Thursday, July 24, 2008

Cartoon Controversy

As I was listening this morning to an analysis of the controversy surrounding the recent New Yorker magazine cover illustration about Barack Obama, I was reminded of the power of "editorial" or "political" cartoons. Ironically, in an era where we have easy access to almost any medium (video, audio, prose, photos, etc.), it turns out that cartoons -- one of the oldest of these options -- have been among the most catalyzing in recent years. The New Yorker cover has spurred many conversations and controversies; and within the last few years, it was a Danish political cartoon that served as one of the most incendiary communications in the Islamic world. And many of us were taught from an early age that political cartoons were among the most powerful forms of communications in the American Revolutionary War; and beyond this, we can each think of more examples. (For a history of editorial or political cartoons see: .)

At Roeder-Johnson, we believe that sometimes the most powerful way to make a point clearly and succinctly is through an editorial cartoon. Not only is a "picture worth 1000 words", but, all in one glance, a political cartoon can capture vision, frustration, solution, and explanation at the same time. This contrasts with video or prose, each of which usually take more time to build a case and then for the audience to take it in. And photograph can be very powerful, but it's very difficult to capture a multiple, nuanced points in one photo.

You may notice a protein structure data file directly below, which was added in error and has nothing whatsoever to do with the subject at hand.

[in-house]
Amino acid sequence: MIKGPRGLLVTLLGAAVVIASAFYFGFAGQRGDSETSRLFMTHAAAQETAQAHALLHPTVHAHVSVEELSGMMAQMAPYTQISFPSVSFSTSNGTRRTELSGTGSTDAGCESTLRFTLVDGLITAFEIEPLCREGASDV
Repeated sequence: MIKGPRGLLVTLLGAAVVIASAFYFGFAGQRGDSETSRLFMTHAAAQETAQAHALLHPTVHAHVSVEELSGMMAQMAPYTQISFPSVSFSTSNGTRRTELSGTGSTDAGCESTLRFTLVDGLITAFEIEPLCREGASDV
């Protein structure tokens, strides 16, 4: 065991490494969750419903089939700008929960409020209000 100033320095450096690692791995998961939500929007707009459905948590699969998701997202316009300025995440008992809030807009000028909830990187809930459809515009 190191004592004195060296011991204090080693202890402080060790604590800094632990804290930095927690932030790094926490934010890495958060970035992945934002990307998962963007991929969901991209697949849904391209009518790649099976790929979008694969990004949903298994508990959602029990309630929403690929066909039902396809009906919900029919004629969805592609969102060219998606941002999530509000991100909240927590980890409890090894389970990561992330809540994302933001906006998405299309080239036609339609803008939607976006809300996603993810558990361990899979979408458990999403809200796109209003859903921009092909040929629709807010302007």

Most of the issues facing technology start ups are not nearly as lofty as presidential elections, the future of religion, or revolutionary wars, so you might wonder how an editorial cartoon can be used to good effect for a technology company. Here are a few examples:

• For one client in the enterprise software business, we captured in a cartoon the challenges and frustration faced by companies trying to keep track of and manage all of their resources;
• For a client in the alternative energy business, we underscored the need to get on the "boat" of a coming technology before it was too late;
• For a client in mobile business intelligence, we showed many possibilities that would result from trully having access to real-time enterprise intelligence on a mobile device.
• And many more ...

Each of these, in its own way, has catalyzed a movement that was important to the company it was serving.

This is all just a good reminder that sometimes the best communication is the simplest and most accessble.

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